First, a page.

“Confirmed Judges, Confirmed Fears” is a blog series documenting the harmful impact of President Trump’s judges on Americans’ rights and liberties. Cases in the series can be found by issue and by judge at this link.
In Kansas v. Garcia in March 2020, Trump Supreme Court justices Neil Gorsuch and Brett Kavanaugh made possible a 5-4 ruling that effectively allows states to circumvent immigration laws to set and enforce their own restrictive immigration employment eligibility policies. The four moderate justices dissented, explaining that federal immigration law should have pre-empted the state’s action in the case.
The State of Kansas prosecuted three immigrants – Ramiro Garcia, Donaldo Morales, and Guadalupe Ochoa-Lara – for state law fraud and use of false information because they allegedly used other peoples’ social security numbers in filling out federal and other forms to demonstrate their eligibility for employment and secure jobs. Although all three were convicted, the Kansas Supreme Court reversed the convictions, explaining that under prior Supreme Court decisions, it is the federal government [and not the states] that regulates employment by immigrants and that the state prosecution was pre-empted by the federal Immigration Reform and Control Act (IRCA). The state took the case to the Supreme Court.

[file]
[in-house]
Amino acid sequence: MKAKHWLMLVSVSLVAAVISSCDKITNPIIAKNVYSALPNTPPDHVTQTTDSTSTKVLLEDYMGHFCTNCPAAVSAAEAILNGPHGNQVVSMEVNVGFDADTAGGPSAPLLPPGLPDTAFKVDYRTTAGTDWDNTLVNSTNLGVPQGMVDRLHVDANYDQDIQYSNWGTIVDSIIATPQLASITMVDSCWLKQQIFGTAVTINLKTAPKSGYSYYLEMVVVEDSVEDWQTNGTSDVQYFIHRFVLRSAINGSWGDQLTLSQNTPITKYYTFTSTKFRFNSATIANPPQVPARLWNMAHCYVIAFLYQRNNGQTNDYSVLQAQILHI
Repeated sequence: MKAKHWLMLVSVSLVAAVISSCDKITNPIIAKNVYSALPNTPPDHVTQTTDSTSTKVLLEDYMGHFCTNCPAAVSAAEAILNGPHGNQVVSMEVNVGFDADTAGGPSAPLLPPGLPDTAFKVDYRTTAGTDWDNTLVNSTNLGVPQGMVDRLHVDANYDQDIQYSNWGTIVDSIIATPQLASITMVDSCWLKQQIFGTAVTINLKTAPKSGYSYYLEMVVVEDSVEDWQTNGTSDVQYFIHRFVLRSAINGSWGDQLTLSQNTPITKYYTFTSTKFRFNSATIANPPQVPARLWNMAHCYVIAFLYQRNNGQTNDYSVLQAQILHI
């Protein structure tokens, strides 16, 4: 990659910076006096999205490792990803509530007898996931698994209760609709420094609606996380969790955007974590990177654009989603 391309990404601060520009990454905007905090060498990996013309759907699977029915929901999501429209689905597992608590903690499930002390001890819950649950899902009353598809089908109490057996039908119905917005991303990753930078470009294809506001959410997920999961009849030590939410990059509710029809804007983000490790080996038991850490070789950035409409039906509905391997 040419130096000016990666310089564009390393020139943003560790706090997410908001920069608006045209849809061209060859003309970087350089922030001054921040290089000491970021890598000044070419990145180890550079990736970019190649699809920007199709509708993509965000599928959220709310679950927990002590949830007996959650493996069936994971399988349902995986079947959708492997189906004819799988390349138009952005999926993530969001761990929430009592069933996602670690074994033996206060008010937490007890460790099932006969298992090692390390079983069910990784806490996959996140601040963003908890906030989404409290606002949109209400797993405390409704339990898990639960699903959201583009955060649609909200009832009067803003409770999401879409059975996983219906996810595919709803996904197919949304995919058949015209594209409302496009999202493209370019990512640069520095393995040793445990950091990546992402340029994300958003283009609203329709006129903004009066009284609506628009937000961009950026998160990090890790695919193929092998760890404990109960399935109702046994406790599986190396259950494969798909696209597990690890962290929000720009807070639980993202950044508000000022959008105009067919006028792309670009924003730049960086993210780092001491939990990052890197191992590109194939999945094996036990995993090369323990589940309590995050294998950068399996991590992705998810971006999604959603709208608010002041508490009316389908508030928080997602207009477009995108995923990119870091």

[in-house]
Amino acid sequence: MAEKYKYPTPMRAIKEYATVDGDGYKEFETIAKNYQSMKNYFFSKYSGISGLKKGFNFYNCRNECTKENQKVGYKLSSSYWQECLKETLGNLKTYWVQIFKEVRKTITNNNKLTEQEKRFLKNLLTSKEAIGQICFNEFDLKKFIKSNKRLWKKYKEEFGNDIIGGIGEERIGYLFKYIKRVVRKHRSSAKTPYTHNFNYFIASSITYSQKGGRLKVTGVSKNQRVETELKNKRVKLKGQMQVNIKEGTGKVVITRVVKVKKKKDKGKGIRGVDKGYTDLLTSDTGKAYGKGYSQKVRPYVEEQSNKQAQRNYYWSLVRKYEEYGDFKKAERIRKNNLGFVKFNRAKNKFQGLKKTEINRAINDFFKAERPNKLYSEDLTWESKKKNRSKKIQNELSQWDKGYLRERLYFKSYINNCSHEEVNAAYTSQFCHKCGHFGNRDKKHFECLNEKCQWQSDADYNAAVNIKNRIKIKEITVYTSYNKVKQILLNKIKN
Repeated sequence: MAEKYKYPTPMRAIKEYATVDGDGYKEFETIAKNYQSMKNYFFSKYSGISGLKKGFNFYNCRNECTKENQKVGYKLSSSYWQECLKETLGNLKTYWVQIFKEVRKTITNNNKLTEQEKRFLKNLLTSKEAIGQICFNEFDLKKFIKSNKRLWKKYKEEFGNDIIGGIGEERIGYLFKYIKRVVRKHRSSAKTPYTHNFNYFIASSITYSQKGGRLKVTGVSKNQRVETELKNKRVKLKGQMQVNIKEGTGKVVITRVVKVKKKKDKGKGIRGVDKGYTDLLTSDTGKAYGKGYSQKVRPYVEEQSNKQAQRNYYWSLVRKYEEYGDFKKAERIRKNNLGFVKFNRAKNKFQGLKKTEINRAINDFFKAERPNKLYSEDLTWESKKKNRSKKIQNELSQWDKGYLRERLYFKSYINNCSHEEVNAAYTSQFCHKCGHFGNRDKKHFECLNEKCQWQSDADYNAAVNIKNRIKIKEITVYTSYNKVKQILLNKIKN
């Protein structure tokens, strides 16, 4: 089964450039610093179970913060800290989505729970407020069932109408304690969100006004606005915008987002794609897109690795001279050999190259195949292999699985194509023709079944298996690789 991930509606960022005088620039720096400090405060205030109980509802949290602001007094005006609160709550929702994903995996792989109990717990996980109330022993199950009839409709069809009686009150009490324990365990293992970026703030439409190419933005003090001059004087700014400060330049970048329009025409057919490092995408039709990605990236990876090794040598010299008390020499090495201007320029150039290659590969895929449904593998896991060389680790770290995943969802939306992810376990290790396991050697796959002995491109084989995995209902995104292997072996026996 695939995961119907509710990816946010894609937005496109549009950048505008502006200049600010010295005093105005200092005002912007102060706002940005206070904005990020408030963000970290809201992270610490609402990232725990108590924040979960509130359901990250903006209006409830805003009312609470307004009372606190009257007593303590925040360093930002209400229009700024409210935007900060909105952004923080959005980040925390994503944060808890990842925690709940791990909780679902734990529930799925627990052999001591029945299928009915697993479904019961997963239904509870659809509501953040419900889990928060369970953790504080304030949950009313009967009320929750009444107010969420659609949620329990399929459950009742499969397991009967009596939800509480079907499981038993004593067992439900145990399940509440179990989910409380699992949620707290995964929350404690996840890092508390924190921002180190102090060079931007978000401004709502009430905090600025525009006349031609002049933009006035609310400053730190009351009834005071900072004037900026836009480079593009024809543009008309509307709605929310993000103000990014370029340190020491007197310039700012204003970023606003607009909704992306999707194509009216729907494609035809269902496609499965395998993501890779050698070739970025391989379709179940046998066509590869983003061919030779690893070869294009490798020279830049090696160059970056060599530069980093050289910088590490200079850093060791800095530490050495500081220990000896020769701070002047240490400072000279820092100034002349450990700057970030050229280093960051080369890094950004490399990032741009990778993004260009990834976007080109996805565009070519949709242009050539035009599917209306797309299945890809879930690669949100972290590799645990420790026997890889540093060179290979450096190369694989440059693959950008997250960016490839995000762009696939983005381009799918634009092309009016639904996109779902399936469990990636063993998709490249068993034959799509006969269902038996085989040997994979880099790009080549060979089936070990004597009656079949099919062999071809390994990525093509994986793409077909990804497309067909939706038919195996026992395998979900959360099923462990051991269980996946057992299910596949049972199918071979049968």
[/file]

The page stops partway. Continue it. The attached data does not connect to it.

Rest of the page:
In a 5-4 decision by Justice Alito, the Court reversed. Even though the Court ruled in 2012 that IRCA reserves for the federal government the authority to regulate and prosecute fraud committed to show authorization to work in the U.S. under federal immigration law, the majority ruled that IRCA did not pre-empt the state prosecutions in this case. The majority claimed that pursuing alleged state law violations of fraud and use of false information laws was distinct from regulating and enforcing who can work in the U.S. and was permitted.
Writing for himself and the other moderate justices, Justice Breyer strongly dissented. IRCA’s text and structure and previous Court decisions, Breyer explained, make it “clear and manifest” that Congress and the federal government have “occupied at least the narrow field of policing fraud committed to demonstrate federal work authorization.” The Act thus “reserves” to the federal government – and “takes from the States” –the “power to prosecute people for misrepresenting material information” in an attempt to demonstrate that “they are authorized to work in this country.” But that is precisely what the Kansas prosecutions attempted to do, Breyer went on, and should not have been permitted. Such state prosecutions, Breyer, elaborated, undermine Congress’ “deliberate choice” in IRCA “not to impose criminal penalties” on immigrants who seek employment, and to focus instead on enforcement actions against employers who improperly hire them.
The Court’s decision in Kansas thus goes far beyond simply affirming three state criminal convictions. As Justice Breyer put it, the majority opinion “opens a colossal loophole” in federal regulation and enforcement of employment of immigrants. As others have explained, it could allow states to “take immigration policy into their own hands” and “unleash” numerous state and local prosecutors, with inconsistent and potentially harsh results for undocumented immigrants who live and work in the U.S.